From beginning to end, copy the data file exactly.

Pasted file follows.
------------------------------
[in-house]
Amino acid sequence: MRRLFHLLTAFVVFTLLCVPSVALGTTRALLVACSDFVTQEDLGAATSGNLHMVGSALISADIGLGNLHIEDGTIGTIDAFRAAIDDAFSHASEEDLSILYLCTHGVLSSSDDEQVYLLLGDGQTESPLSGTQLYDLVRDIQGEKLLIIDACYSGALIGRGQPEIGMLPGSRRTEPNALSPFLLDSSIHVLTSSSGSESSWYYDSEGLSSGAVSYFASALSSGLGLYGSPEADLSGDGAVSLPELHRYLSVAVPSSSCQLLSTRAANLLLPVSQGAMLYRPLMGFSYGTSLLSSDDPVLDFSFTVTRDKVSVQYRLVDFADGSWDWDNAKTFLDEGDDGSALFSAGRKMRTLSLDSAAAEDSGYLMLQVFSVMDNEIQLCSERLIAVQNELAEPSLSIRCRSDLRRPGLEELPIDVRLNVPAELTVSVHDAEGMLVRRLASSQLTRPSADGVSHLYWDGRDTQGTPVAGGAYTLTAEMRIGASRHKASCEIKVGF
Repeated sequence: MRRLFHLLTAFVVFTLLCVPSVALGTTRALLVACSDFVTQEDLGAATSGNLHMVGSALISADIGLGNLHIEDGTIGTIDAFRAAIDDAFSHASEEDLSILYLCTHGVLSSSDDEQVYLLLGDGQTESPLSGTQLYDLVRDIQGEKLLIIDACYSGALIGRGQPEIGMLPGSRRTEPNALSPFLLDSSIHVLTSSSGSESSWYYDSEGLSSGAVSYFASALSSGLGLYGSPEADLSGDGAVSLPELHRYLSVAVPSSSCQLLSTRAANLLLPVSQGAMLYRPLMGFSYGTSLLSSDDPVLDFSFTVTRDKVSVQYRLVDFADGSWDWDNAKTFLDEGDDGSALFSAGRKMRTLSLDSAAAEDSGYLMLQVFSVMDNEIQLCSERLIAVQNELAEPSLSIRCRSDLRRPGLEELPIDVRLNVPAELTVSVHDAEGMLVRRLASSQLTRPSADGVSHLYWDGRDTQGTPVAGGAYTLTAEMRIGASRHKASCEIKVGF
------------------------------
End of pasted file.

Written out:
[in-house]
Amino acid sequence: MRRLFHLLTAFVVFTLLCVPSVALGTTRALLVACSDFVTQEDLGAATSGNLHMVGSALISADIGLGNLHIEDGTIGTIDAFRAAIDDAFSHASEEDLSILYLCTHGVLSSSDDEQVYLLLGDGQTESPLSGTQLYDLVRDIQGEKLLIIDACYSGALIGRGQPEIGMLPGSRRTEPNALSPFLLDSSIHVLTSSSGSESSWYYDSEGLSSGAVSYFASALSSGLGLYGSPEADLSGDGAVSLPELHRYLSVAVPSSSCQLLSTRAANLLLPVSQGAMLYRPLMGFSYGTSLLSSDDPVLDFSFTVTRDKVSVQYRLVDFADGSWDWDNAKTFLDEGDDGSALFSAGRKMRTLSLDSAAAEDSGYLMLQVFSVMDNEIQLCSERLIAVQNELAEPSLSIRCRSDLRRPGLEELPIDVRLNVPAELTVSVHDAEGMLVRRLASSQLTRPSADGVSHLYWDGRDTQGTPVAGGAYTLTAEMRIGASRHKASCEIKVGF
Repeated sequence: MRRLFHLLTAFVVFTLLCVPSVALGTTRALLVACSDFVTQEDLGAATSGNLHMVGSALISADIGLGNLHIEDGTIGTIDAFRAAIDDAFSHASEEDLSILYLCTHGVLSSSDDEQVYLLLGDGQTESPLSGTQLYDLVRDIQGEKLLIIDACYSGALIGRGQPEIGMLPGSRRTEPNALSPFLLDSSIHVLTSSSGSESSWYYDSEGLSSGAVSYFASALSSGLGLYGSPEADLSGDGAVSLPELHRYLSVAVPSSSCQLLSTRAANLLLPVSQGAMLYRPLMGFSYGTSLLSSDDPVLDFSFTVTRDKVSVQYRLVDFADGSWDWDNAKTFLDEGDDGSALFSAGRKMRTLSLDSAAAEDSGYLMLQVFSVMDNEIQLCSERLIAVQNELAEPSLSIRCRSDLRRPGLEELPIDVRLNVPAELTVSVHDAEGMLVRRLASSQLTRPSADGVSHLYWDGRDTQGTPVAGGAYTLTAEMRIGASRHKASCEIKVGF